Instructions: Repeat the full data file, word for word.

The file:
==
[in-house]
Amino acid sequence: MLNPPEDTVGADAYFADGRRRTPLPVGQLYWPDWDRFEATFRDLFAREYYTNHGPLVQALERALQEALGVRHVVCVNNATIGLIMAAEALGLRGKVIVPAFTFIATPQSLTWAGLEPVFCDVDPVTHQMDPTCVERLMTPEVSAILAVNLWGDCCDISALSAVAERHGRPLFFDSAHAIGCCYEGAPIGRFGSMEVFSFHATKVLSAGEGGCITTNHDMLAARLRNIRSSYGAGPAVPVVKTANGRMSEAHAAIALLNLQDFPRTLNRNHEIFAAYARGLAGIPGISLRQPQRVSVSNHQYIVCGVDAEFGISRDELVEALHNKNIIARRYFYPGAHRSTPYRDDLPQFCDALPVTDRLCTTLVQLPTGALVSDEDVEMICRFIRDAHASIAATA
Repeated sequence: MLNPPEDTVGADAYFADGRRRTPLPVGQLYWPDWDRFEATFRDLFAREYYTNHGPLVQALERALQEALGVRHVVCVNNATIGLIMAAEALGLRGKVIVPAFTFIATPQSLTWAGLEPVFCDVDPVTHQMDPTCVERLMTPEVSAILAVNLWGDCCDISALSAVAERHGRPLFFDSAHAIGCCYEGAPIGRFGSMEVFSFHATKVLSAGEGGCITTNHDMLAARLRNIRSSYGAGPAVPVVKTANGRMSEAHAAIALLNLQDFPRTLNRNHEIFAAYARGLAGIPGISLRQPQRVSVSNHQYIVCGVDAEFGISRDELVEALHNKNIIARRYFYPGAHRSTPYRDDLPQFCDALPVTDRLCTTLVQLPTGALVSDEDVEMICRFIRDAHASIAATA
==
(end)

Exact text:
[in-house]
Amino acid sequence: MLNPPEDTVGADAYFADGRRRTPLPVGQLYWPDWDRFEATFRDLFAREYYTNHGPLVQALERALQEALGVRHVVCVNNATIGLIMAAEALGLRGKVIVPAFTFIATPQSLTWAGLEPVFCDVDPVTHQMDPTCVERLMTPEVSAILAVNLWGDCCDISALSAVAERHGRPLFFDSAHAIGCCYEGAPIGRFGSMEVFSFHATKVLSAGEGGCITTNHDMLAARLRNIRSSYGAGPAVPVVKTANGRMSEAHAAIALLNLQDFPRTLNRNHEIFAAYARGLAGIPGISLRQPQRVSVSNHQYIVCGVDAEFGISRDELVEALHNKNIIARRYFYPGAHRSTPYRDDLPQFCDALPVTDRLCTTLVQLPTGALVSDEDVEMICRFIRDAHASIAATA
Repeated sequence: MLNPPEDTVGADAYFADGRRRTPLPVGQLYWPDWDRFEATFRDLFAREYYTNHGPLVQALERALQEALGVRHVVCVNNATIGLIMAAEALGLRGKVIVPAFTFIATPQSLTWAGLEPVFCDVDPVTHQMDPTCVERLMTPEVSAILAVNLWGDCCDISALSAVAERHGRPLFFDSAHAIGCCYEGAPIGRFGSMEVFSFHATKVLSAGEGGCITTNHDMLAARLRNIRSSYGAGPAVPVVKTANGRMSEAHAAIALLNLQDFPRTLNRNHEIFAAYARGLAGIPGISLRQPQRVSVSNHQYIVCGVDAEFGISRDELVEALHNKNIIARRYFYPGAHRSTPYRDDLPQFCDALPVTDRLCTTLVQLPTGALVSDEDVEMICRFIRDAHASIAATA